Once, I had a great job that involved opening the mail at a small, family owned and operated diamond wholesaler. Opening the mail was no small affair, as the mail often contained loose diamonds we had loaned to retailers "on memo." I spent my mornings opening and sorting the contents, and then I spent my afternoons making sure what had come back to us was the same sort of thing we'd sent out. In this manner, I learned to class the cut, color, carat and clarity of just about every kind of diamond. I also learned it's a very big deal to be the one who accidentally throws away what looks to be junk mail.

Shireen Madon
Shireen Madon is from Hunterdon County, NJ, and currently lives in Brooklyn, NY, where she is completing an MFA in poetry at Columbia University. She received an award from the Academy of American Poets and has poems forthcoming in Western Humanities Review.

I just don’t seem to be able to grow herbs in New York apartments. I’ve tried thyme, dill, chives, lavender, and mint in North, South, and East facing windows. I’m not sure if it’s that I don’t water them enough, that I overwater them, that they don’t get enough direct light, or that they simply need fresh outdoor air. Do I suffocate them with attention? Do I neglect their cries for help? What I once envisioned as my “herb window” is now home to several not-so-culinary species of succulents and cacti. I should learn how to harvest aloe.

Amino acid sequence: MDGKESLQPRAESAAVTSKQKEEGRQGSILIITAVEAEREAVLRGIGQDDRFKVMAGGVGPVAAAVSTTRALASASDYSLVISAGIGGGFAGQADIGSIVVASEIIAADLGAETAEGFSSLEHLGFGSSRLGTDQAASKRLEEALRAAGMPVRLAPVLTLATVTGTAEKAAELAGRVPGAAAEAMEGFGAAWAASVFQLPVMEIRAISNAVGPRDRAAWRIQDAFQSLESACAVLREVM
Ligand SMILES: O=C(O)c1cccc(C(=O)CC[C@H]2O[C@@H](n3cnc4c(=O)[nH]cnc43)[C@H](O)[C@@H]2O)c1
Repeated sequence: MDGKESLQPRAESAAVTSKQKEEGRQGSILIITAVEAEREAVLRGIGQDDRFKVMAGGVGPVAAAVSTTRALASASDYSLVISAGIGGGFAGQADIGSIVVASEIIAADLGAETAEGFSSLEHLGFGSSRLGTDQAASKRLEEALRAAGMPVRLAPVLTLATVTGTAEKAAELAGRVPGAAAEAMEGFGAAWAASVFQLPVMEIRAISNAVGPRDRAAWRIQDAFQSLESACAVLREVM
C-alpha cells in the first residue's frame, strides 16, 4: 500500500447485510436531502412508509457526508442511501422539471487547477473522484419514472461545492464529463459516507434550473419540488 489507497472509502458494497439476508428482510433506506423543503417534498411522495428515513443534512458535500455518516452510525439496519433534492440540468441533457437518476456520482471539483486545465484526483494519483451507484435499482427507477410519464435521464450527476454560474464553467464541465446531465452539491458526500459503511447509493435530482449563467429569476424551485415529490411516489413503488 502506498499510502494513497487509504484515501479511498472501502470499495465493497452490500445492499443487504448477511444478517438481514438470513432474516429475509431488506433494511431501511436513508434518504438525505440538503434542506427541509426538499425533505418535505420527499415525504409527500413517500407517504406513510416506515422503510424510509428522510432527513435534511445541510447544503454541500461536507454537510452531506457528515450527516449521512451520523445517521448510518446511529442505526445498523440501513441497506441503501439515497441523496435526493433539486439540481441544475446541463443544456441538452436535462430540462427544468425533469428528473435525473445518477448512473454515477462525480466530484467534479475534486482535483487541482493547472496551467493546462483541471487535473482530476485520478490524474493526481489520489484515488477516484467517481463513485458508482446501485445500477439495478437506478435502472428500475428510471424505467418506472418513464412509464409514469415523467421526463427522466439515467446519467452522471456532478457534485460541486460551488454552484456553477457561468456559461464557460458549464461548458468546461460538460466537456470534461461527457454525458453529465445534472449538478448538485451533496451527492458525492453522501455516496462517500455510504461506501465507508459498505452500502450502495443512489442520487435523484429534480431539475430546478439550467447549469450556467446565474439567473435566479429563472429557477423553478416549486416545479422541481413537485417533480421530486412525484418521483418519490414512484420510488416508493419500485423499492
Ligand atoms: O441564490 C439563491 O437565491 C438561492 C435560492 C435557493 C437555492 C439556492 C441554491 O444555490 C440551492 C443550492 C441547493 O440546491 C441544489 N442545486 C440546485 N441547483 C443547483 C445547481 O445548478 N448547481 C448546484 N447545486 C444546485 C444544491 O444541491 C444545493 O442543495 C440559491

Nevin Martell
Nevin Martell is the author of the critically acclaimed small press smash Looking for Calvin and Hobbes: The Unconventional Story of Bill Watterson and His Revolutionary Comic Strip (Continuum, 2009), as well as Standing Small: A Celebration of 30 Years of the LEGO Minifigure (DK, 2009), Dave Matthews Band: Music for the People (Pocket, 2004) and Beck: The Art of Mutation (Pocket, 2001). He is a contributing editor at Filter magazine and his music journalism has appeared in Paste, Giant, Men’s Health, High Times, and Flaunt, as well as online at Currently, he lives with his wife outside Washington, DC, where he develops documentaries and non-fiction television. He loves travel, baking, collecting oddities, film and music.

There are so many instances of me being stupid and paying the consequences. Here's one of them:

My senior year of high school, I thought it would be great fun to have some friends over, raid the liquor cabinet and shoot fireworks off my roof. The first two parts of my plan were executed flawlessly. A few friends came by after all our crappy summer jobs and we proceeded to polish off half a bottle of Bailey's Irish Cream that I knew my father would never miss. I diligently moved on to phase three of the plan with the help of few roman candles and bottle rockets. There were explosions, smoke and color flames galore and much cheering erupted from the back yard below. When I came back down -- aglow with the glorious cocktail of youth, cream-based liquors and bravado -- I stopped for a moment in the small stand of trees that separated our yard from the neighbors. Feeling the need to quickly relieve myself before returning in triumph to my guests, I unzipped and was in the middle of urinating, when suddenly a bright light blinded me with a painful suddenness.